The terms "population" and "community" are frequently used in the field of Biology. As a result, students often wonder, "What is the difference between a population and a community?" Discover what each term means and how they differ, as well as the roles they play in the larger context of ecosystems.
It's important for science students to understand how populations and communities differ from one another.
In biological terms, the word population refers to all of the organisms from the same species that live together in the same general geographic area, which is called a habitat. Organisms within the same population share a gene pool, but are not necessarily closely related.
For example, a population is not as narrow as a specific pride of lions. Instead, it could be all of the lions that live within a certain region, such as a particular forest or preserve.
The word community refers to multiple populations. It describes the various populations that share a habitat at the same time. Because communities consist of multiple populations, there are multiple species and gene pools within a community.
For example, the community of the forest or preserve would consist not only of the population of lions that lives there, but also the populations of other big cats, antelopes, zebras, and other organisms existing within the same space.
Communities differ from populations in several ways.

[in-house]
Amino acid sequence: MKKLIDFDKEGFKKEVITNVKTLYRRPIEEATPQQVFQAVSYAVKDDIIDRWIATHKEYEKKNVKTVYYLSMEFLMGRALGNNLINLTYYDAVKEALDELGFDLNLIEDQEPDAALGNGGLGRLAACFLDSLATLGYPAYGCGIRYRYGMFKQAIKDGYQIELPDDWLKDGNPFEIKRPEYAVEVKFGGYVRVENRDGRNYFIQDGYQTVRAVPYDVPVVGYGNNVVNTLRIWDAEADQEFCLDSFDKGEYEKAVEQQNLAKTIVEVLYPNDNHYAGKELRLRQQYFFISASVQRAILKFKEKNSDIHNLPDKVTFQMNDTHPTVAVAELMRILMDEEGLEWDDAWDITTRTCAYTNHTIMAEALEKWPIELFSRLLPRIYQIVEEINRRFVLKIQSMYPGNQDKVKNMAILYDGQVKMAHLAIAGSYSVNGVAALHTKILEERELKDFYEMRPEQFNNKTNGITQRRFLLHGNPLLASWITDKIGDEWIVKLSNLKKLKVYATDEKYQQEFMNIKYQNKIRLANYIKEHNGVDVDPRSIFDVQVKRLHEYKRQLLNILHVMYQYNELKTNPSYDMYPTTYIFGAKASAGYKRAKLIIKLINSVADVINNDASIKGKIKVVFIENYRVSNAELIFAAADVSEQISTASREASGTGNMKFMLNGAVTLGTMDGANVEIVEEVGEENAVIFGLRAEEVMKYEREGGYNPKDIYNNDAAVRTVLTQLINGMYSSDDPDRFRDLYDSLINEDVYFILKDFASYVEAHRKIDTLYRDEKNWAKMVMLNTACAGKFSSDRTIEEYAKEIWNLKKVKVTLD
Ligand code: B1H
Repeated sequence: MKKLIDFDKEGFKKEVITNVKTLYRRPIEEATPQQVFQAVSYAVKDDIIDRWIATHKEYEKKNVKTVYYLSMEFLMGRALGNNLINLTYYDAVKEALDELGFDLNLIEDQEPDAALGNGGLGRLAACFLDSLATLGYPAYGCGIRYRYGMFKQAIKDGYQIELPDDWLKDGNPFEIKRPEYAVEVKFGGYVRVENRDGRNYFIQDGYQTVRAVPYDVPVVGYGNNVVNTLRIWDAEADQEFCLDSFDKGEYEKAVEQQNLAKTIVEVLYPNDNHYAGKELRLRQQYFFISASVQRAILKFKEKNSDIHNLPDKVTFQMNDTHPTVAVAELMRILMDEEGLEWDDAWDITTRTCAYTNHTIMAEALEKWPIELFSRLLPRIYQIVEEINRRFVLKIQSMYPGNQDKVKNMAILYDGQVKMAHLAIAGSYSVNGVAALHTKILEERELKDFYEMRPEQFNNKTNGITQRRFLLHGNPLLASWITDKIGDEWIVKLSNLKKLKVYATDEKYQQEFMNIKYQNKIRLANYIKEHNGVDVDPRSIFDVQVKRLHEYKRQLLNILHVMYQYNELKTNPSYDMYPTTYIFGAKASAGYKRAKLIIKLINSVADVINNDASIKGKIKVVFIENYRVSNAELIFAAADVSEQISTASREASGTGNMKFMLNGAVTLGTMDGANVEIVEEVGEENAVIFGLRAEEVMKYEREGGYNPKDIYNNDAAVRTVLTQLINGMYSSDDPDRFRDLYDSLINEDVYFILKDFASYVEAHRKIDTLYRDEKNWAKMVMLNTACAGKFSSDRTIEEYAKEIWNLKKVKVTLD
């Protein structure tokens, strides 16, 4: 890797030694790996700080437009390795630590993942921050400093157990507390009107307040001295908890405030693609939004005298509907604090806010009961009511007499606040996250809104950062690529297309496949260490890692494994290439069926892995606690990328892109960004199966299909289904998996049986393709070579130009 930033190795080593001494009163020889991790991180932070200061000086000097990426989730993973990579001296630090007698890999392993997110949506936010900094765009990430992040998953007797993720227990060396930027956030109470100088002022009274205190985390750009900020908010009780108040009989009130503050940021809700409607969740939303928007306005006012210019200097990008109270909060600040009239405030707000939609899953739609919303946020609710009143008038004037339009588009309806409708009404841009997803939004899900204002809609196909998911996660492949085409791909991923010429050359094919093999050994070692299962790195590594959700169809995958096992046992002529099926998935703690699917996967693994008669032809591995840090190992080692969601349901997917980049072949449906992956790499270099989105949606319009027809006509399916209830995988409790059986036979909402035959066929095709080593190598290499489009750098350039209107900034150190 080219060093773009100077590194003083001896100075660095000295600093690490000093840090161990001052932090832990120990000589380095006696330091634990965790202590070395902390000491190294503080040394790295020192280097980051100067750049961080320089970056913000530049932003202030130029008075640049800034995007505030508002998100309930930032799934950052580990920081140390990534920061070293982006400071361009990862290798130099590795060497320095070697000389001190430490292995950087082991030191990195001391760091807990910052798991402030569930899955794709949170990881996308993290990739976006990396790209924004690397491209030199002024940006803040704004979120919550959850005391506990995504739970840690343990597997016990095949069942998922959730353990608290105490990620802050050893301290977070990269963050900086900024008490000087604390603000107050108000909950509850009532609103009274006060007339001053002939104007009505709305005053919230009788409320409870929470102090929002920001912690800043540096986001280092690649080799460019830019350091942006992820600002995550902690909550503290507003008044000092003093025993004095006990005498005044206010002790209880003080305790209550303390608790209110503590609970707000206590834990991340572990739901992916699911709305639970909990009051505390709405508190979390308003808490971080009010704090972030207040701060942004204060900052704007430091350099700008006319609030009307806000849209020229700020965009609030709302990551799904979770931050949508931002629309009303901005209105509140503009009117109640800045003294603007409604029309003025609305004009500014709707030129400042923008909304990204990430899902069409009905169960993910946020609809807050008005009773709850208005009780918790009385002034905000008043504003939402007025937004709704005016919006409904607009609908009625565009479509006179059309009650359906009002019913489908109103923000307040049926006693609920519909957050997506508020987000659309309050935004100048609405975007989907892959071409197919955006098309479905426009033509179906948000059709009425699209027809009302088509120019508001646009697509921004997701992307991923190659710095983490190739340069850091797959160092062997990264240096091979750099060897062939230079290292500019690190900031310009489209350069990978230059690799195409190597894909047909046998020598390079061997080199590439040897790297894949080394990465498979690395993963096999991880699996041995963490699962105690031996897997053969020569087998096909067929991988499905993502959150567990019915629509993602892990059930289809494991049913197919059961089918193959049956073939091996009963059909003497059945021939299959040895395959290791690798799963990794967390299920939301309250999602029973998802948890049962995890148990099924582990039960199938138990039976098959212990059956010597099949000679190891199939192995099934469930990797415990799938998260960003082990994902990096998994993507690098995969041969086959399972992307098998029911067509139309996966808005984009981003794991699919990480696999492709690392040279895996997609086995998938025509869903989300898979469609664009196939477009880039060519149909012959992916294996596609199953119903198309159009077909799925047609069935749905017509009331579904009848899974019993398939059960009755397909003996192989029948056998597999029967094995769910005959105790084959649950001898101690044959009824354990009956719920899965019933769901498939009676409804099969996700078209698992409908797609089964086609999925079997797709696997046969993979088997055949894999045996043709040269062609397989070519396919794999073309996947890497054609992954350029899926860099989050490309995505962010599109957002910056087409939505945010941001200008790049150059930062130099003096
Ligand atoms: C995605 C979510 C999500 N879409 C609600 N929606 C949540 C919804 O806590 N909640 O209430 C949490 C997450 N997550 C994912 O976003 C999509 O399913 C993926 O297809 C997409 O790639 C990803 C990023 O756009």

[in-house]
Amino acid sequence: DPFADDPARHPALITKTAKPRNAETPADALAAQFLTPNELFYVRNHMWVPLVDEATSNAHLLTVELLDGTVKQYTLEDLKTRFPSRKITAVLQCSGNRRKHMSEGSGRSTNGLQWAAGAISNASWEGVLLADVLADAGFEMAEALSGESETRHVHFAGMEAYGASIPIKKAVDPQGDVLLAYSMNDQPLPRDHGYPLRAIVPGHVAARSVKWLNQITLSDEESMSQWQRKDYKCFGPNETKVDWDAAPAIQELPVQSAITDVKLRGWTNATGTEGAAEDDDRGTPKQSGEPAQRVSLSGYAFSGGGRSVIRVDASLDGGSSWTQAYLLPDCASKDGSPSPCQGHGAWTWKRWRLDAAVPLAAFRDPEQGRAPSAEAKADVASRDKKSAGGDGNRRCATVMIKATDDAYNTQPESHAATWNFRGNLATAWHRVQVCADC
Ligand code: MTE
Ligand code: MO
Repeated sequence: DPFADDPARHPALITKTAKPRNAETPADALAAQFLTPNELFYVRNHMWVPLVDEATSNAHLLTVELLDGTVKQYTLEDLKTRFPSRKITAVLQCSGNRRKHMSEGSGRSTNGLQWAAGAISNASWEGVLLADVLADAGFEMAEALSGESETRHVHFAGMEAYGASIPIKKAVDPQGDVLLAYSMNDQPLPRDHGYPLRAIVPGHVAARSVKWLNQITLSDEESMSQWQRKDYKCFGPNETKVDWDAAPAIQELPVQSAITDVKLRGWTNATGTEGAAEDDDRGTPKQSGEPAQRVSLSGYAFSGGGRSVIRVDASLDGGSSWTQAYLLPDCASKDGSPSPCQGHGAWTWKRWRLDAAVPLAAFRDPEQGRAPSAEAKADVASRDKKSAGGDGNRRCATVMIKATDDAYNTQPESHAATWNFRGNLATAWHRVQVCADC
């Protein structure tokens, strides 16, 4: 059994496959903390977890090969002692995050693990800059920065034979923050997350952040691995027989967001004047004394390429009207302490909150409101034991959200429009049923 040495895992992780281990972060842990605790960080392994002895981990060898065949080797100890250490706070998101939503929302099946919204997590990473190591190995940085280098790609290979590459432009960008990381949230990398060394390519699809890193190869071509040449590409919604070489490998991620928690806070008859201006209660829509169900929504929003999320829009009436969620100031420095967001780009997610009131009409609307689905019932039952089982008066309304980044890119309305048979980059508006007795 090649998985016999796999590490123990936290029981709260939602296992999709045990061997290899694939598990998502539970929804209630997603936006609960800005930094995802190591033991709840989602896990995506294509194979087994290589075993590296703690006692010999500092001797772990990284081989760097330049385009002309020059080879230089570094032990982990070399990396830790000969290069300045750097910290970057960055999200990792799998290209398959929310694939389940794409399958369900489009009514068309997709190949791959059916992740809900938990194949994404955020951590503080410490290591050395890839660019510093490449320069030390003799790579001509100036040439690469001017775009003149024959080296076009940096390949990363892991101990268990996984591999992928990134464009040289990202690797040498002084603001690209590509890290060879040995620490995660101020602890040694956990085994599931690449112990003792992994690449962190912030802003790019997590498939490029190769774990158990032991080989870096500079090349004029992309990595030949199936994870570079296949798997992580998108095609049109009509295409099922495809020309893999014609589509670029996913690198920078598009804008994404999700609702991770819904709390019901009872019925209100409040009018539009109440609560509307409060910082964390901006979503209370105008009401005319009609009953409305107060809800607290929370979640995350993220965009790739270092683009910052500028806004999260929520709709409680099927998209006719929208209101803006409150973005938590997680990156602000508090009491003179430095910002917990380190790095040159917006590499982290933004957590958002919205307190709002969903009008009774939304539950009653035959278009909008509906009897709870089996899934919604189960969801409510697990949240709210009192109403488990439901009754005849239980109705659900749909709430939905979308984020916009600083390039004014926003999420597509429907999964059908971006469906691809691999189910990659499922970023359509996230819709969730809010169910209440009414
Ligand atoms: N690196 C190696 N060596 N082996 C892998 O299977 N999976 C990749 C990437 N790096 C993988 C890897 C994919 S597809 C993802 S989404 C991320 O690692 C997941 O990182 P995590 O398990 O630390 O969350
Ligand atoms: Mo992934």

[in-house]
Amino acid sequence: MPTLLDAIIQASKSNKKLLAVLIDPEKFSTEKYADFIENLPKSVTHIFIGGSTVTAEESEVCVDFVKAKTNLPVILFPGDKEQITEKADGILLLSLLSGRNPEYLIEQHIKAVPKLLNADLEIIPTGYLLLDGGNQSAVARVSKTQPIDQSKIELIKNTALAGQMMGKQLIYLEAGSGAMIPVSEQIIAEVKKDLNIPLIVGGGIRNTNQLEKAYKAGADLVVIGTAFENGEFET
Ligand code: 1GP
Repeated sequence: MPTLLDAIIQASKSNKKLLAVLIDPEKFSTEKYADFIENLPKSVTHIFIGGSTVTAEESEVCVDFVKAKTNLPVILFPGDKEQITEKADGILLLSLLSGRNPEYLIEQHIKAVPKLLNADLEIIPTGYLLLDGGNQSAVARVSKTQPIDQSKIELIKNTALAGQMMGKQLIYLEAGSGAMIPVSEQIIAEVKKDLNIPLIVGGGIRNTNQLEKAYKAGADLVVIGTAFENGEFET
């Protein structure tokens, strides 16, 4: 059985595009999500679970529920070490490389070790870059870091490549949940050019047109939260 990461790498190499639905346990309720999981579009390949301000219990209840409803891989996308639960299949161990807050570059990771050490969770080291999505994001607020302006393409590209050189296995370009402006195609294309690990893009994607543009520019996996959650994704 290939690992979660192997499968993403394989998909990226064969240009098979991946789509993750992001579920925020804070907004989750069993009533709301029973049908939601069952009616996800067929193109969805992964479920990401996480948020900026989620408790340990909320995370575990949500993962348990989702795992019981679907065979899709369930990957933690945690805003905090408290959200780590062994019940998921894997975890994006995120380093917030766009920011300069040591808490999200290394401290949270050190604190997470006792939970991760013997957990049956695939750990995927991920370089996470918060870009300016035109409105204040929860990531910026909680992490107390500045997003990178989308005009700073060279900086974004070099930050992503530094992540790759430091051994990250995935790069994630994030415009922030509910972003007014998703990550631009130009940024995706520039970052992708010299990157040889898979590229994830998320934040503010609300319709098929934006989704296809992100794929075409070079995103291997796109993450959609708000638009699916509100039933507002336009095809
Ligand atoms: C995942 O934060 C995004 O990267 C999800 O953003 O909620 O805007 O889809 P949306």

- size - A community is larger than a population.
- diversity - A community is more diverse than a population.
- gene flow - Gene flow can occur within communities, but only interbreeding can take place within a population.
- structure - The structure of organisms in a population is similar, while dissimilar structures exist within a community.
- behavior - Organisms in a population tend to behave in a similar manner, and there is less behavioral similarity in a population.
- predators - There are no natural predators within a population, but predator/prey relationships exist within communities.
Even though populations and communities differ in several ways, there are some similarities. Populations and communities alike:
- consist of living organisms
- coexist within the same geographic region
- live in similar environmental conditions
- have a life cycle (meaning that all organisms are born and die)
- exist within the context of an ecosystem
For a broader perspective on populations and communities, take the time to learn about ecosystems, as they are the context in which populations and communities exist. An ecosystem is a community of organisms that interact with one another and the environment (habitat) in which they exist. Ecosystems include biotic (living) factors, such as plants and animals. They also include abiotic (nonliving) substances, such as air, dirt or water.
Review some natural ecosystem examples in Biology for additional insights into how populations and communities differ from one another, as well as a deeper understanding of their role in the natural world.
It's important for people to understand how populations and communities join together within habitats to form ecosystems. This knowledge is essential in developing a foundational understanding of how living organisms coexist and interact with one another in the world around you.
Start building a solid understanding of life science by learning key characteristics of living things. From there, explore how scientists use a taxonomy to classify living things. Next, study some of the many species examples in the plant and animal kingdoms. Build on what you learn by exploring some keystone species examples. You'll be on your way to becoming very knowledgeable about the field of science and how it relates to the natural world.